Usually, a decision like this is made by majority vote of a small panel, perhaps with just three or five members, in some regulatory agency. Who are these people? How did they get their jobs? Who the hell knows?

Oftentimes, the people who are most affected by the decision do know what’s going on, and they’ll petition America’s democratic institutions, like Congress and the White House, to wake up and do something. And in theory, all these regulators could have their decisions overturned, or even be dismissed from office, as a result of such petitions.

 In practice? None of these controversies, on its own, will get nearly enough people hopped up to overcome congressional inertia. Voters and elected representatives might as well be the Queen of England for all the influence that they have in their country’s government.

Thus goes oligarchy in America. One set of institutions holds formal power; another, very different set holds actual power. Under the constitution as originally written, the first set is more than strong enough to overcome the second. But it’s stocked with people who, as a matter of ideology, or habit, or pragmatism, or whatever, never contemplate doing so. And the voters, having fallen for the Machiavellian sleight-of-hand, are content with the appearance of democracy rather than the actual thing.

Like all regimes, oligarchy in America won’t last forever. No matter what facet of American life you look at, the evidence of decline is unmistakable. Perhaps, when it falls, the oligarchy will be replaced by something better. The slow collapse of the global fossil-fueled economy might break the US into smaller pieces, and toughen up their inhabitants into the sort of men we had during colonial times, making genuine democracy possible again. Though the system could also weather the crisis by undergoing another revolution within the form, perhaps ending up with a shogun-style de facto monarchy masquerading as an ad hoc crisis response team. At this point, it’s too early to say.

Whatever form the new regime takes, one thing is for sure – its historians will not shy away from discussing the dedemocratization of twentieth century America. Propaganda never outlasts the regime that created it, and no one licks a dead man’s boots. While the scholars of the twenty-sixth century may have lively debates about the desirability of OSHA, or Planned Parenthood v. Casey, or what have you, none of them will pretend that these things existed within a functioning democracy, any more than our own historians pretend that the office of Roman Emperor existed within a functioning republic.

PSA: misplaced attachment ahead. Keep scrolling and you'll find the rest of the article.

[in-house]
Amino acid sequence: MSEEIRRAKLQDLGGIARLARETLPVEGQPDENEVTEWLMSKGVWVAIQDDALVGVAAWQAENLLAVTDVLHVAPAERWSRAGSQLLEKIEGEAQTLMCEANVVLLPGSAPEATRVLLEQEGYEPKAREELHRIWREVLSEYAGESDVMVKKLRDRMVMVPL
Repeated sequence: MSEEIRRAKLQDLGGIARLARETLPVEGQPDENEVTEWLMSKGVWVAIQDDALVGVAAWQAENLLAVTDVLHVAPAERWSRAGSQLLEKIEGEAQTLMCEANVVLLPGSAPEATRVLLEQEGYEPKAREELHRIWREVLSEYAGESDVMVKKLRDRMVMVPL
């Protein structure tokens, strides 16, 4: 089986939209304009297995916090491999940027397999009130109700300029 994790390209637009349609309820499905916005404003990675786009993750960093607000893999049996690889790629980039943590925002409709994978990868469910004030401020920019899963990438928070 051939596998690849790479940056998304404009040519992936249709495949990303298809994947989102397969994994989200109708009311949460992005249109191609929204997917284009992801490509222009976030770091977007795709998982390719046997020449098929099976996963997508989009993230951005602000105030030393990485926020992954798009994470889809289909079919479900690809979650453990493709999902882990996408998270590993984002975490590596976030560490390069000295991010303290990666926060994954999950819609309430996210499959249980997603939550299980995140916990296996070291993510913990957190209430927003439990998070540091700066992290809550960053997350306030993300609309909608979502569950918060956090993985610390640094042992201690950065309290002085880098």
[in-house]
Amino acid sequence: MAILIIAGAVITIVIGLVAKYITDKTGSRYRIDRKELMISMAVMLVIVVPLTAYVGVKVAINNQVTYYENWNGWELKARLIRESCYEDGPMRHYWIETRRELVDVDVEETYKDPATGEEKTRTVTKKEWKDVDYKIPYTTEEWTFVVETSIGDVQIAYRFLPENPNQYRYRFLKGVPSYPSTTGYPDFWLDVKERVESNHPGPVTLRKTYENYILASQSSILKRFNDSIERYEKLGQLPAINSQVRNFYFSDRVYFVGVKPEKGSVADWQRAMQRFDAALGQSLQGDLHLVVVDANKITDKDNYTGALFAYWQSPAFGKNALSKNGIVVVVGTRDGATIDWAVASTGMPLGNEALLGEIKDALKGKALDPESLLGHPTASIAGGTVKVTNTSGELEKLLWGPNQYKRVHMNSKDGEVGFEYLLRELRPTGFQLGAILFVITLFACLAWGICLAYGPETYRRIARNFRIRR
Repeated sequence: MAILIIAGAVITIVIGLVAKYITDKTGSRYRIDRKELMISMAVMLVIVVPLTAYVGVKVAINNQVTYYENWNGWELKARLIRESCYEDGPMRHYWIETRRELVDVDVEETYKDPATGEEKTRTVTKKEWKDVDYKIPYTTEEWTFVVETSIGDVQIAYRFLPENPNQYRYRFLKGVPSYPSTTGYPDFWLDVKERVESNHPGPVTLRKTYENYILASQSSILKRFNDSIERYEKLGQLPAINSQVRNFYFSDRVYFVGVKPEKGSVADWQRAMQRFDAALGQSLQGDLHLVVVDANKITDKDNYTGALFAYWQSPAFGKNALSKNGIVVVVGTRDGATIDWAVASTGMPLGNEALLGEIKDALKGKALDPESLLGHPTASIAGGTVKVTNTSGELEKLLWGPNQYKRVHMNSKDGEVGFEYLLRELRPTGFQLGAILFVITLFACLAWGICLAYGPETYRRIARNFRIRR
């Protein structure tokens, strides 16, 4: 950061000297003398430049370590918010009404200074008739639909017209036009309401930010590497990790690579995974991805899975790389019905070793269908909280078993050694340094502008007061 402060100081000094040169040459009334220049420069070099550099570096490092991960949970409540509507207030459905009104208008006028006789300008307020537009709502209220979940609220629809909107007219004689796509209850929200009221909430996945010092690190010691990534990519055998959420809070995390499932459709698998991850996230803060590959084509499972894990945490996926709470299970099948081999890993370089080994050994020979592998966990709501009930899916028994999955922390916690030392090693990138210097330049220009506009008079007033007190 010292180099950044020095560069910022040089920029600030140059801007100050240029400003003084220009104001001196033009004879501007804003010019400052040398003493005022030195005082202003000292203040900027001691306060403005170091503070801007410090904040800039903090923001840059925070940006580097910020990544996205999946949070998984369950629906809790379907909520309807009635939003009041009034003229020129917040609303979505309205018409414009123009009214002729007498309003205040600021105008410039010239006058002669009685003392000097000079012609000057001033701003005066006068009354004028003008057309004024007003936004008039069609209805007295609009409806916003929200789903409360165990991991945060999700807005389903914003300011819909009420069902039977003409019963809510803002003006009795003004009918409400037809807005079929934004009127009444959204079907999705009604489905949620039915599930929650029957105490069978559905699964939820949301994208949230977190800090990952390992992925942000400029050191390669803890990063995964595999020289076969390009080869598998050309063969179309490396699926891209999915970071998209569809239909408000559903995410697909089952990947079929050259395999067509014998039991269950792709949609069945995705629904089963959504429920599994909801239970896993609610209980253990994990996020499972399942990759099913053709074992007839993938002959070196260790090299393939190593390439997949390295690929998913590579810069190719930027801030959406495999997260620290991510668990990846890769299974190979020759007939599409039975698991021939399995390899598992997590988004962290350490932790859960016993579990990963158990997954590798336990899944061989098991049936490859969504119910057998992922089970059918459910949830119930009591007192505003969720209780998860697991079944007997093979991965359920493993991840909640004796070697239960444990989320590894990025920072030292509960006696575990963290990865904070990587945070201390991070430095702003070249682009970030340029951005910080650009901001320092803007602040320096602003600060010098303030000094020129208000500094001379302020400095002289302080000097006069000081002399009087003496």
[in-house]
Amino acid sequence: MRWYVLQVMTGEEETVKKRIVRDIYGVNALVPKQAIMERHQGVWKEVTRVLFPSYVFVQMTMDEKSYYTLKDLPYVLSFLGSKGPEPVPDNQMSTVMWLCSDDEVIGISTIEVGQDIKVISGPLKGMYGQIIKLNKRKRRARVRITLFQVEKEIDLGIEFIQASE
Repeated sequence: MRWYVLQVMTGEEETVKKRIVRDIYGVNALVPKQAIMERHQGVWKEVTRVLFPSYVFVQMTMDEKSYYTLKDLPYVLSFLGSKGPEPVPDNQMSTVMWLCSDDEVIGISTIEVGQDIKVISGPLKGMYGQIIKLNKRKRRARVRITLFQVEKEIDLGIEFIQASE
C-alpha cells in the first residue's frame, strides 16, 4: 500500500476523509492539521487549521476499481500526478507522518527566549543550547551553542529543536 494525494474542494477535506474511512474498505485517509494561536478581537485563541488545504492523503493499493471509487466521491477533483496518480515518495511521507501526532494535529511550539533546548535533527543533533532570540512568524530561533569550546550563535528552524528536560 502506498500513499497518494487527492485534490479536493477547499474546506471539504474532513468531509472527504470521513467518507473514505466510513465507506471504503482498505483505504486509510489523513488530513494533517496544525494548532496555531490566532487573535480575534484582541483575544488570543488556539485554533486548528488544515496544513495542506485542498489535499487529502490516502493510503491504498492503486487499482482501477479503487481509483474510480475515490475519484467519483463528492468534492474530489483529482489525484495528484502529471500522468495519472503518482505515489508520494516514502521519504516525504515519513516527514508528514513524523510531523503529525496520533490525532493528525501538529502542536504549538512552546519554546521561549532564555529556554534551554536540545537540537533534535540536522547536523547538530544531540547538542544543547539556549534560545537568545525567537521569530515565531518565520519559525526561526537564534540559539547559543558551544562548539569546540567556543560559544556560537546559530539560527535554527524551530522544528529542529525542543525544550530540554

Meanwhile, if America’s remaining patriots are going to salvage something good out of the situation, we will need to wake up from the propaganda that seduces us – from the complementary lies of the Left and the Right – from the claim that the changes of the last century are mostly good, and also from the claim that, while many these changes are bad, the old system of checks and balances is still mostly intact, and we can turn the situation around by voting for Republicans.

As unpleasant as it may be to admit it, this much is clear: the vestigial organs of government are not going to be reactivated. The ostrich is not going to spread its wings and fly.

At this point, collapse is not avoidable. Nor should we want to avoid it. There is no honor in bowing down to the plutocratic oligarchy that has been erected on the carcass of the old republic. Our present task is to detach ourselves from the system, work toward spiritual, intellectual, and material independence, look out for the welfare of our families and whatever small communities we happen to belong to, and do our best to outlast our enemies.


  1. Whoa ... excellent! You've outdone yourself here. It's maddening that this very fine essay is not on American Thinker, or in American Conservative. There are a number of questions that this essay raises that deserve some further consideration, but I'll use a different channel for that. Here, I'd like to invite the other readers of this blog who understand its central thesis about American decline, and who want to start NOW to prepare to respond to it, to have a look here:

  2. A PS to the above. Machievelli is of course a seminal thinker, and we need to emulate his realism. In particular, we need to take note of his observation that all unarmed prophets have failed, and only armed prophets succeed. We must become the latter.

  3. And a PPS: what a part of this particular essay touches on is something that is well known, and debated, within the 'legal theory community'.
    Anyone interested in following this up should look here: and here:

    And it is of course part of the more fundamental problem: clearly our thinking about what 'should' be in the world has evolved over the centuries. But why has it done this?

    And in particular, is whatever the majority believes to be right, actually right? (Clearly, having a view on what is 'actually right', as opposed to what the majority believe to be so at any given instant, requires the acknowledgement of some kind of 'natural law'. And this then requires an explanation of the source for this natural law.)

    There is a tension within conservative thinking between intuitive opposition to expanding state power, on the one hand; and a deep reluctance to simply say that vox populi, vox Dei. I don't think this is resolvable -- it just exists and has to be acknowledged.